4. With talking to our children about sex… we have the opportunity to talk about it throughout life… in good contexts (“How did the baby start growing in your tummy, mom?”) and in difficult/uncomfortable ones (explaining things we wish we didn’t have to talk about, because alas, this is not 1875). But if we don’t, if we wait too long, someone else undoubtedly will talk to them about it. Or our enterprising and curious children will find answers in the library, or from Google (Heaven forbid!). Or they will develop physical patterns and mental habits because, even without EXTERNAL input, we all have an INTERNAL bent toward sin and selfishness. In truth, it takes much more work to UNDO unhealthy sexual habits and attitudes than it does to build healthy ones from the beginning. Our advice is always to tell your kids the truth about sex. And to start sooner rather than later.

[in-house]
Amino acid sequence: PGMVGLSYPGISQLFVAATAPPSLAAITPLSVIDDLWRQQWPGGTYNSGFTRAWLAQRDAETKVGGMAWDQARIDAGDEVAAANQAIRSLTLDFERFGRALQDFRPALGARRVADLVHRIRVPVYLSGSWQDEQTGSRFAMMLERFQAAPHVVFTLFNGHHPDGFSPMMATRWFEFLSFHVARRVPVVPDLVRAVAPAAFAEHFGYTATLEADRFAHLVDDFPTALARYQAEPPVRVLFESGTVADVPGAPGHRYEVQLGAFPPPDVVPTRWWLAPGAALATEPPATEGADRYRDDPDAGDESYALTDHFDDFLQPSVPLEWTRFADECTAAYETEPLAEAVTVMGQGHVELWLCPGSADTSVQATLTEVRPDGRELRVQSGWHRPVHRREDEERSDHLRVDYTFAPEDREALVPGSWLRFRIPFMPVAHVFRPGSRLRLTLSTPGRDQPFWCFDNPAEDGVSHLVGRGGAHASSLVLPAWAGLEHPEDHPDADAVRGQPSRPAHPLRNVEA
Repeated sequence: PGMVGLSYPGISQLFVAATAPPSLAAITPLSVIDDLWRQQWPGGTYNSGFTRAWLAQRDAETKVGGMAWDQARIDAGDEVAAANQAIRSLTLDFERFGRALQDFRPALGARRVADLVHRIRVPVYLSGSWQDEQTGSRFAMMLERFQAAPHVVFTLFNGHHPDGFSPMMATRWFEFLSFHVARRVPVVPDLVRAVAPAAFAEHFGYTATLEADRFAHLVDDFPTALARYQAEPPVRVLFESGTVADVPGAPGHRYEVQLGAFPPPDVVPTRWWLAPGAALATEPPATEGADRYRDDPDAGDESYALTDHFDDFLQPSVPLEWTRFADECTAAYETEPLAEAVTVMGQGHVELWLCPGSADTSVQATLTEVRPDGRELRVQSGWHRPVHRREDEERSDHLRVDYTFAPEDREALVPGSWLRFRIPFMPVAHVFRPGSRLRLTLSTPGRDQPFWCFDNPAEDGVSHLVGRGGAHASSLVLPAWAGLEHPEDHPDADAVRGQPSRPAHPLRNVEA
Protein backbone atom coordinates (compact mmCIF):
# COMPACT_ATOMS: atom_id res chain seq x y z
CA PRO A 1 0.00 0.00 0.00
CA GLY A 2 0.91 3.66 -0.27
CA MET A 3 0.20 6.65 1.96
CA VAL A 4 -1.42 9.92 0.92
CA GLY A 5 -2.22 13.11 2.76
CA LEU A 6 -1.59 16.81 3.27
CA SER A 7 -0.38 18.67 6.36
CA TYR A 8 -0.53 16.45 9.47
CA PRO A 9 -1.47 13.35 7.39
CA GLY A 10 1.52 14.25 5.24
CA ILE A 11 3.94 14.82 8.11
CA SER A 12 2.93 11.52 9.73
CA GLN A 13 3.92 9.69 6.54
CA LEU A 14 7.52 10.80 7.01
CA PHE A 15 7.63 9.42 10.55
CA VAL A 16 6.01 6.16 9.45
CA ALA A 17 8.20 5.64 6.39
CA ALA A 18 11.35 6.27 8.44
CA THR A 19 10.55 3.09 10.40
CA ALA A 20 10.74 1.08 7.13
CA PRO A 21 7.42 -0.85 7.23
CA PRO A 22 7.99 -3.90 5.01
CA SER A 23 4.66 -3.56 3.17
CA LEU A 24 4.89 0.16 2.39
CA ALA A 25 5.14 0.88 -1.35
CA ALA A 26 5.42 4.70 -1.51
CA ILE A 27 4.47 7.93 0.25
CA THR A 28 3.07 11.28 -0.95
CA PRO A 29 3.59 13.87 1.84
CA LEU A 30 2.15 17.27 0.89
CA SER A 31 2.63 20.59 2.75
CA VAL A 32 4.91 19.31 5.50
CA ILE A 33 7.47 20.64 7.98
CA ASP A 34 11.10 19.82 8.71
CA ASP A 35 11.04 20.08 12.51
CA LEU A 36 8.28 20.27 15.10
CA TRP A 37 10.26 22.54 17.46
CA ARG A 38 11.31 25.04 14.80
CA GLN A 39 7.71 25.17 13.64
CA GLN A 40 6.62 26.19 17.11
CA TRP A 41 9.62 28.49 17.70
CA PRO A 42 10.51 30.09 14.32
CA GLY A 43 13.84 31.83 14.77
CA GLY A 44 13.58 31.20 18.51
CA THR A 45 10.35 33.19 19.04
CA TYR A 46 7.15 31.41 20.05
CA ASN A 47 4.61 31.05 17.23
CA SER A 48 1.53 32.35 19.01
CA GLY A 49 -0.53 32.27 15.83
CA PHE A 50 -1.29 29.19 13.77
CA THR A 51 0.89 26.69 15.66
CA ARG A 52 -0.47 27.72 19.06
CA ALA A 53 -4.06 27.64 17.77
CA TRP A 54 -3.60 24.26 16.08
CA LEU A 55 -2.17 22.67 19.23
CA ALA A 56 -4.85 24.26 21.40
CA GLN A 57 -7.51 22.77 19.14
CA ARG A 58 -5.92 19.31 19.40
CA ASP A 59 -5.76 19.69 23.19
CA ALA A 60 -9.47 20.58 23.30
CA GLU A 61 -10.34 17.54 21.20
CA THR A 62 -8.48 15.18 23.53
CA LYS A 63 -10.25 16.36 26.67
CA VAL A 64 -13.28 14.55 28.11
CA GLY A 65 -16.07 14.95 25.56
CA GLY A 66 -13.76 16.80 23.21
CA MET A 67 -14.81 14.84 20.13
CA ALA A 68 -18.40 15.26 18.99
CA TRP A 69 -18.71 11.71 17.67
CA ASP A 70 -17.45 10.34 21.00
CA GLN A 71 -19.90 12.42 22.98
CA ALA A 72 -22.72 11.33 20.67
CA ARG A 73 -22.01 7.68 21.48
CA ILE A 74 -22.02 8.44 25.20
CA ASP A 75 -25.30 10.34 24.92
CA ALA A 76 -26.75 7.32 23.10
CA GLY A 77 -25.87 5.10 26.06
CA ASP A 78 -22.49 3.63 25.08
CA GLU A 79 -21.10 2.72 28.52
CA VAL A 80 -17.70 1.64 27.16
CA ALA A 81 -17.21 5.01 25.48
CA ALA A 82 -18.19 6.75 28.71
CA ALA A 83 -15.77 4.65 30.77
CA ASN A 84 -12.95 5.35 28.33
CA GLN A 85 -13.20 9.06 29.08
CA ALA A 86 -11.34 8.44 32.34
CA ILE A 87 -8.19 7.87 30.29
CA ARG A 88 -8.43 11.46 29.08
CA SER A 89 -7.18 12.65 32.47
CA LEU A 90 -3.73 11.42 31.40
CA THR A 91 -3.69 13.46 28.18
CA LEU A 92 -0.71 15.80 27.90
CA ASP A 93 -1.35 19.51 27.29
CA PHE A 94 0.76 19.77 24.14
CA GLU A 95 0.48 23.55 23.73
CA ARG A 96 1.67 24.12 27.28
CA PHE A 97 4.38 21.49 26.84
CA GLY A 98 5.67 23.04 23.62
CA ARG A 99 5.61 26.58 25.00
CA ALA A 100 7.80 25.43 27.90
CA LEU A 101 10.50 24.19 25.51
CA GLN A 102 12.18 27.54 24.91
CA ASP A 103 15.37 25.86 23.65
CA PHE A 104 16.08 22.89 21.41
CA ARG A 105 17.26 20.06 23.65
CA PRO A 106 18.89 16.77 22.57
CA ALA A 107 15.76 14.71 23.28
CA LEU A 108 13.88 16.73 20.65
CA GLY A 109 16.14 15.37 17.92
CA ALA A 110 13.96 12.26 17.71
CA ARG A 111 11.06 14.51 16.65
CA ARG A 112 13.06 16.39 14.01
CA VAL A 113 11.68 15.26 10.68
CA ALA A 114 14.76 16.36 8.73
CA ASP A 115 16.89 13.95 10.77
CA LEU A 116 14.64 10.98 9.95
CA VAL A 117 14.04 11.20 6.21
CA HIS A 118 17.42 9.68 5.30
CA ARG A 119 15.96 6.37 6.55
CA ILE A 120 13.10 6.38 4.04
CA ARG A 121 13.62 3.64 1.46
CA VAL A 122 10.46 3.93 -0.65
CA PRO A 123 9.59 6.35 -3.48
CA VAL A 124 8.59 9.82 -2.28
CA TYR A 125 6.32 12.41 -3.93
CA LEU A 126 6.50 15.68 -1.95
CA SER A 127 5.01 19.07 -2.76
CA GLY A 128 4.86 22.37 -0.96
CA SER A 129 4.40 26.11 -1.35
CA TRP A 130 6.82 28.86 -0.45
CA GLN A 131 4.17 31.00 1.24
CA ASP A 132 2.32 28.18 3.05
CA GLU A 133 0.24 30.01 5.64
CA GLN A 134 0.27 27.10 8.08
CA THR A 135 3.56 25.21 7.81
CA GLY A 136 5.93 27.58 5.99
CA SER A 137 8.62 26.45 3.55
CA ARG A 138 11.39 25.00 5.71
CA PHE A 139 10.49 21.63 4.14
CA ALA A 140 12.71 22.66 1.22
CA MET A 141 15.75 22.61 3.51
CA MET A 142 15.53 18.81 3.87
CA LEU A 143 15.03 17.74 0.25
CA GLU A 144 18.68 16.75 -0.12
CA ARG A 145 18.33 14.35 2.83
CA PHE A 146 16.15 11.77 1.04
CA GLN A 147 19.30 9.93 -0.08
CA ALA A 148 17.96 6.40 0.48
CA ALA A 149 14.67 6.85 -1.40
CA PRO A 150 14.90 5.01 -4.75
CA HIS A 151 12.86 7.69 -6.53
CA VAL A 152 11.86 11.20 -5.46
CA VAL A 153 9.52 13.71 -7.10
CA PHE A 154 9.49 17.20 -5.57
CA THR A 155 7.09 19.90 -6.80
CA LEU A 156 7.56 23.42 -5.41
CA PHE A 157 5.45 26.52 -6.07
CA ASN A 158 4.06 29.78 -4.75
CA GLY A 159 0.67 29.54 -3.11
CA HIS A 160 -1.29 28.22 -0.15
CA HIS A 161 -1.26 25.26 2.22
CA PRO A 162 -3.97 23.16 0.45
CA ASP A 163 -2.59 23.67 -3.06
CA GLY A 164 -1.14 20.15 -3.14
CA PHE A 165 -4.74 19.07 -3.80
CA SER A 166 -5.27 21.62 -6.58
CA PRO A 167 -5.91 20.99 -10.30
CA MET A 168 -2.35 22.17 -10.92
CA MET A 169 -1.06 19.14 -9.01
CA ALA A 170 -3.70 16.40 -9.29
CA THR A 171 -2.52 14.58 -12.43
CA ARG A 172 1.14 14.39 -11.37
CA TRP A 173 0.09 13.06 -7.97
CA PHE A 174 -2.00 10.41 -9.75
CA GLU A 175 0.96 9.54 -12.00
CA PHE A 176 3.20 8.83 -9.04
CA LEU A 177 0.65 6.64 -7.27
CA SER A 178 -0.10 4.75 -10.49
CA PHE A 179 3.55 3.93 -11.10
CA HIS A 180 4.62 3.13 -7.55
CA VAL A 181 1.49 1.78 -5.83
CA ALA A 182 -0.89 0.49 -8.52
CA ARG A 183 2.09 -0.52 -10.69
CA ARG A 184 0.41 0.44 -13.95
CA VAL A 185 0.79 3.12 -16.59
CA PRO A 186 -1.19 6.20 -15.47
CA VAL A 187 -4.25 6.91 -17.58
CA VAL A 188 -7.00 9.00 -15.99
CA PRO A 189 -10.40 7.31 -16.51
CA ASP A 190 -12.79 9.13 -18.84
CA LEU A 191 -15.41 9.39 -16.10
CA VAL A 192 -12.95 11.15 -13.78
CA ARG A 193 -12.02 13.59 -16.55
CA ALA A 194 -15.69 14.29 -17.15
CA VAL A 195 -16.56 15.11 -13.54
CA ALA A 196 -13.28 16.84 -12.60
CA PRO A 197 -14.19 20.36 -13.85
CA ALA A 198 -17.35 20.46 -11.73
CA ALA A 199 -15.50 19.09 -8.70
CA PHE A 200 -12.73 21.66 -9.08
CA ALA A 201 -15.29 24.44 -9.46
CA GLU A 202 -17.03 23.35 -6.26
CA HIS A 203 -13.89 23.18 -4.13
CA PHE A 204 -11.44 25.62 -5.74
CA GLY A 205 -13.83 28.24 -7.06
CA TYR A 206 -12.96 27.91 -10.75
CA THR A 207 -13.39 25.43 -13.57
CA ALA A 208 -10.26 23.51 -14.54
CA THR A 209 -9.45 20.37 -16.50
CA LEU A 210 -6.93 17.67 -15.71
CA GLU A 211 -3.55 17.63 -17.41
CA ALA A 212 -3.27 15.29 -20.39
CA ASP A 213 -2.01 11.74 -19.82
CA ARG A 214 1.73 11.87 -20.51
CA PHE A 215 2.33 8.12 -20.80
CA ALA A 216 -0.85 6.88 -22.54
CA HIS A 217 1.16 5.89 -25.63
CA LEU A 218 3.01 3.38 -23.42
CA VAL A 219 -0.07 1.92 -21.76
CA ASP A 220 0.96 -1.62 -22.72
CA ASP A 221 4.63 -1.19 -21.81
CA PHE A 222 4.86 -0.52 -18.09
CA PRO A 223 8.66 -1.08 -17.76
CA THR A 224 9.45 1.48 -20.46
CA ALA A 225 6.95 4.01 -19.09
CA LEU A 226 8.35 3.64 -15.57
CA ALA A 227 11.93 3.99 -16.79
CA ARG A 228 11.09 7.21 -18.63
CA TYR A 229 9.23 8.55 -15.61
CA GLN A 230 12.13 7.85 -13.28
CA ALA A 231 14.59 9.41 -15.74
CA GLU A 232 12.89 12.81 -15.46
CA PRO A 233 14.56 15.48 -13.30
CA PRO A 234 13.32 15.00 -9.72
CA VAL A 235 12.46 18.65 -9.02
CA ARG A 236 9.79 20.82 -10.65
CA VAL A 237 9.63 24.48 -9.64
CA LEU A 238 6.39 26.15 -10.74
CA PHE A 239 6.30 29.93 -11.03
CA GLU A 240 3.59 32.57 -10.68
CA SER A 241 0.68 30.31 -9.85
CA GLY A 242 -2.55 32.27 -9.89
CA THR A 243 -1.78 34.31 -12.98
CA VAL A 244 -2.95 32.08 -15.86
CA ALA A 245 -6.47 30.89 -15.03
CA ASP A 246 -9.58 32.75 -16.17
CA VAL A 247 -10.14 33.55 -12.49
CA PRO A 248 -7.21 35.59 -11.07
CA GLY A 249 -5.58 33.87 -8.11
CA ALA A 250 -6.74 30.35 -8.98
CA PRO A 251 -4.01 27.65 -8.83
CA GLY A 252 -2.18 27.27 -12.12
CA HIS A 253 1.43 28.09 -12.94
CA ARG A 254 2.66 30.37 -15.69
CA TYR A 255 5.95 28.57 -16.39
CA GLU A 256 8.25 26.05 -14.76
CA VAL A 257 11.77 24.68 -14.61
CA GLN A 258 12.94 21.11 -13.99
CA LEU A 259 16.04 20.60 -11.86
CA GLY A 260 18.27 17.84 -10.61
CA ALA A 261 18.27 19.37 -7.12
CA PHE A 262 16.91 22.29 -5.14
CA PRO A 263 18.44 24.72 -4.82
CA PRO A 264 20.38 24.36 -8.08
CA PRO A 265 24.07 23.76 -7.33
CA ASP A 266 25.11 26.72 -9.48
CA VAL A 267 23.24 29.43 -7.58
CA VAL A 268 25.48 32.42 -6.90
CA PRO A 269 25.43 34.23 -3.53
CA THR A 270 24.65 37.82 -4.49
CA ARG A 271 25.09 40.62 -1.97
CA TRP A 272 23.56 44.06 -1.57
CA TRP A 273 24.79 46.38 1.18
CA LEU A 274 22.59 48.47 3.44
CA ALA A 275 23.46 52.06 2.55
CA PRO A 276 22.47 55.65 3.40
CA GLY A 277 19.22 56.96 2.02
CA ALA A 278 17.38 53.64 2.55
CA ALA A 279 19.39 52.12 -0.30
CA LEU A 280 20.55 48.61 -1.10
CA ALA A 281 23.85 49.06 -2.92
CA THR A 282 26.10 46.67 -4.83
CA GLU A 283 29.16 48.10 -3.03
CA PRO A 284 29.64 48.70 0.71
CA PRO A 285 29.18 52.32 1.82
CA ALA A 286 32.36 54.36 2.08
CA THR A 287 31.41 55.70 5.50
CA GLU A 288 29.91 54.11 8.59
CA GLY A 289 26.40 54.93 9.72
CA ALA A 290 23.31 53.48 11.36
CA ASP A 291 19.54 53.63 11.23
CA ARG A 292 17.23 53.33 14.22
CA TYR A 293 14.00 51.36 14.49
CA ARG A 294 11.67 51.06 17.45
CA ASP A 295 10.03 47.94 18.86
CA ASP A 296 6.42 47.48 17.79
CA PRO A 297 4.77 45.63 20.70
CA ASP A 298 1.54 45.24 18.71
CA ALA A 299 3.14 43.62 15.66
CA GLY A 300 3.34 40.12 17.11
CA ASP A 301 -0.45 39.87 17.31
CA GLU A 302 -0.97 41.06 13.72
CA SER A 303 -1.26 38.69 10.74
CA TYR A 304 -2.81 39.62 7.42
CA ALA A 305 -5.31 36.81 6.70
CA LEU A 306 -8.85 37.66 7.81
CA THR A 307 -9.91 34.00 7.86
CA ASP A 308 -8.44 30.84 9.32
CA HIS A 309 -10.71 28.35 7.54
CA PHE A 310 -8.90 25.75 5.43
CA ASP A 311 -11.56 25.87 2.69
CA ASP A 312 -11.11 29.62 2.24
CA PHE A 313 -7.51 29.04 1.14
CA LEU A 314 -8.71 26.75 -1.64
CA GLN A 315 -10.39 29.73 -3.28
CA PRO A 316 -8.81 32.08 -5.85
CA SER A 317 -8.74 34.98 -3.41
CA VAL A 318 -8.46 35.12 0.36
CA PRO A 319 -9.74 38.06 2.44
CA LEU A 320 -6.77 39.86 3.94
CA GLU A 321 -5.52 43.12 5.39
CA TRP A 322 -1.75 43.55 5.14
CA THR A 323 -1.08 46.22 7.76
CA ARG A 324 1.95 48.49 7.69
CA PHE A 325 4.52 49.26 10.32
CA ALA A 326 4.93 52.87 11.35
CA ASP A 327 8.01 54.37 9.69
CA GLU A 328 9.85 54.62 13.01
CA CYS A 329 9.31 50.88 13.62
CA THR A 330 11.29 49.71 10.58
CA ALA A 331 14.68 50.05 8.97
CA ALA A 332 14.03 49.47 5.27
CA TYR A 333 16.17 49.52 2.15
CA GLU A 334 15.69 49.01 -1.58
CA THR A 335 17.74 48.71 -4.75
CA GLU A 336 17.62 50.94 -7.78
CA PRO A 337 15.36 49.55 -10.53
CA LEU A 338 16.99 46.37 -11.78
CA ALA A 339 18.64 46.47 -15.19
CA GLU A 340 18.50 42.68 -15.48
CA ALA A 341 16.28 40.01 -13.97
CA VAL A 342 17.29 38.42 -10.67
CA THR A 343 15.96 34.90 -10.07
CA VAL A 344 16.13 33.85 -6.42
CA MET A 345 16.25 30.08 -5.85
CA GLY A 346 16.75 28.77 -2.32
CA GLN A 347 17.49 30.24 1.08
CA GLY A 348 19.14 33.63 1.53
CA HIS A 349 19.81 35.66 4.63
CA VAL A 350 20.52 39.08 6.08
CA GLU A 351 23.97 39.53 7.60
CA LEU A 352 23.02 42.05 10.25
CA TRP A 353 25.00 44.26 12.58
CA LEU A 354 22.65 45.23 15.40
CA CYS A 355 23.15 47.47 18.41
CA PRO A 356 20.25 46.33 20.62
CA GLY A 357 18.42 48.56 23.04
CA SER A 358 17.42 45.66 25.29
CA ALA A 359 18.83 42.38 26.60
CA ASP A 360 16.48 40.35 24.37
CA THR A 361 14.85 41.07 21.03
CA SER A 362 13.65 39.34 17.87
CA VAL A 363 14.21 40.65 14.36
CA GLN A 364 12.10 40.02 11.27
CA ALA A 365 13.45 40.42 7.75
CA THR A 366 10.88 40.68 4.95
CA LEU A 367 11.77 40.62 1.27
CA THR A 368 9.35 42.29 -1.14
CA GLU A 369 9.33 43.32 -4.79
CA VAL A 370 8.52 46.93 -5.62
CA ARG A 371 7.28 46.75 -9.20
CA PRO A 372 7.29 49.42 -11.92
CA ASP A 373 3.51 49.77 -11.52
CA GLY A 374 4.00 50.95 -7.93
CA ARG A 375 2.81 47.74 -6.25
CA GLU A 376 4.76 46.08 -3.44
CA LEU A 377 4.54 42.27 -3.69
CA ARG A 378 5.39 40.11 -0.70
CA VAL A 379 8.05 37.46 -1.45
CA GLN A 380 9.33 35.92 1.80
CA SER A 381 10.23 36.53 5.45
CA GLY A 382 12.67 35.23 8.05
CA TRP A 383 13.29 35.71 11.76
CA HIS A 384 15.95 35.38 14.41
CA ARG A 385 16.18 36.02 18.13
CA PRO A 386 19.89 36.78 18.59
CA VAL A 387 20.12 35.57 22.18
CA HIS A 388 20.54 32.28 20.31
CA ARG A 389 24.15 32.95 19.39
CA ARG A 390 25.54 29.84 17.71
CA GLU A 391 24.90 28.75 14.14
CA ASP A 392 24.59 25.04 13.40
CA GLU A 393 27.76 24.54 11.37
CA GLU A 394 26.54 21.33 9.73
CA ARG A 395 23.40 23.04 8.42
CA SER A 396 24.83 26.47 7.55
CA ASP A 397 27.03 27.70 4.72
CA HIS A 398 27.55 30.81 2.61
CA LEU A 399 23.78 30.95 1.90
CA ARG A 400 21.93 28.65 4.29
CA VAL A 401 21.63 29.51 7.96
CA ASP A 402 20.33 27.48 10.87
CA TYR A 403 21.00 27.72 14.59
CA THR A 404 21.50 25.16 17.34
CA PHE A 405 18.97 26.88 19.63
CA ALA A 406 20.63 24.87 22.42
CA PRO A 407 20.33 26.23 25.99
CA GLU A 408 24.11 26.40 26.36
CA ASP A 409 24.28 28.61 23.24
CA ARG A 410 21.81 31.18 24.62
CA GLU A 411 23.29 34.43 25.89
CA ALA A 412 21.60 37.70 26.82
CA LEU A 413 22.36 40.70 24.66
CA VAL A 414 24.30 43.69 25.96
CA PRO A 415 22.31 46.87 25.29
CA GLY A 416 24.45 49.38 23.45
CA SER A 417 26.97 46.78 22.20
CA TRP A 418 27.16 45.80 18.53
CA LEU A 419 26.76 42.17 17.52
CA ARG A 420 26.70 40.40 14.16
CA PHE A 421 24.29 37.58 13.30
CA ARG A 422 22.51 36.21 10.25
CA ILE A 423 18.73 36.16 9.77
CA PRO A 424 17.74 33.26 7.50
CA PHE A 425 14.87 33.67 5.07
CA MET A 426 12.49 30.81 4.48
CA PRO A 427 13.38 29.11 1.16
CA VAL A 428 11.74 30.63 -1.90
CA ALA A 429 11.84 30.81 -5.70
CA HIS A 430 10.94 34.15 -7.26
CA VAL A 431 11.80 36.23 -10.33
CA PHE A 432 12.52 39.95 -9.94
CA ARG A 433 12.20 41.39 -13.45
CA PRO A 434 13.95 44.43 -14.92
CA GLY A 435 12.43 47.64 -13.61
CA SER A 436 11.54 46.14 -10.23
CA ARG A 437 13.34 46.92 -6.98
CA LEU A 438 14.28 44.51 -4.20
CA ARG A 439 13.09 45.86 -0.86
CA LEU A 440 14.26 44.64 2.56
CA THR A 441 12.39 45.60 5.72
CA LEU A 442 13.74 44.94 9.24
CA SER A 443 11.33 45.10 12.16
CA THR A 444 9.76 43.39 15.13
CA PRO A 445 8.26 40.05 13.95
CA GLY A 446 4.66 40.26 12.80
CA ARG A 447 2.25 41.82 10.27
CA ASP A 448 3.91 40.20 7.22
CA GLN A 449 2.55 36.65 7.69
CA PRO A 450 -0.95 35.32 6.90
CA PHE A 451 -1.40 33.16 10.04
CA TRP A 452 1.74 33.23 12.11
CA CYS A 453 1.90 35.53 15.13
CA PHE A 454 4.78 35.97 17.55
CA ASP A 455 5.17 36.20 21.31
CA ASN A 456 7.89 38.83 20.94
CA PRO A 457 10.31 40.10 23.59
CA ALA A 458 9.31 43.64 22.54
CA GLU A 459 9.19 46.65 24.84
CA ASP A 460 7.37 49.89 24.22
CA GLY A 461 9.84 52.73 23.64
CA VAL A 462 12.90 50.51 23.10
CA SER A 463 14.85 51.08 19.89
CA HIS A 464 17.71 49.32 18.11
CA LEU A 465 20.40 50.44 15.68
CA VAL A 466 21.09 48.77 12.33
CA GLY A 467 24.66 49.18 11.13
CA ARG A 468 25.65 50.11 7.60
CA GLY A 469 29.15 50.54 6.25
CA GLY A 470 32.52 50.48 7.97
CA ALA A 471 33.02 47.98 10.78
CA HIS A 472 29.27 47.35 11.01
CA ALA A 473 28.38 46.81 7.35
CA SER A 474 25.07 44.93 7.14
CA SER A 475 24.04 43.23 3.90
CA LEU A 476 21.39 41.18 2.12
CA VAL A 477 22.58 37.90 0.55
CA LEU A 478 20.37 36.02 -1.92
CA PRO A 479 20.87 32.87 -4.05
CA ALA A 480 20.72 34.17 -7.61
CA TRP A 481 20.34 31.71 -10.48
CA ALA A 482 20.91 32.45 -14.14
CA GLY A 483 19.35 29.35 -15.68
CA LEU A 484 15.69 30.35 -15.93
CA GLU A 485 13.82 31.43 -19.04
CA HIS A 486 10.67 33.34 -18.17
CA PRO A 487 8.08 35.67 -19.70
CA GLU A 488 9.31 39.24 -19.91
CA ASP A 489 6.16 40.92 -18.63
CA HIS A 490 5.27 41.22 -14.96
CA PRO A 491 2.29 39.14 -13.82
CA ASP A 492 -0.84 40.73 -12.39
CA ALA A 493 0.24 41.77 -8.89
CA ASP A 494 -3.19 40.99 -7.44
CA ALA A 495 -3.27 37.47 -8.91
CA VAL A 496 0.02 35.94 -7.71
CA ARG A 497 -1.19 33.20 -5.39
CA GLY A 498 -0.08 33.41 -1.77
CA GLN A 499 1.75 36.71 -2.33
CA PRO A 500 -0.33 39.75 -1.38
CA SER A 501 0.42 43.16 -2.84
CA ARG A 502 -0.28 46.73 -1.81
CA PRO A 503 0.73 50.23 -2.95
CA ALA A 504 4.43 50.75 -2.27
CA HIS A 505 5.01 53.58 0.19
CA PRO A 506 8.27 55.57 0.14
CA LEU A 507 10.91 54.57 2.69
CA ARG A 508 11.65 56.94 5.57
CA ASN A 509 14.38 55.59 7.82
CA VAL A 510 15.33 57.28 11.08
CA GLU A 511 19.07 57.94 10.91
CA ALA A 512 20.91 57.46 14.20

5. With training our children to help with chores… we have a portion of time with our young children when they are eager to help us, and yet they are not *actually* helpful. (In fact, it multiplies our time. A friend of ours said to two young helpers, “Thank you for helping me! With your help, it only took TWICE the time!”) It can be tempting to just hurry up and get the dishes done without our children under foot, but the truth is that they need to be trained in doing helpful things, and we NEED for them to be trained in doing those helpful things. Otherwise, if we wait too long, they have developed an attitude of entitlement, and we, with flip-flopped priorities, and too much on our plates, become nervous, stressed-out women who grow angry when anyone messes up the order and fiercely-gripped control we wield over our physical space.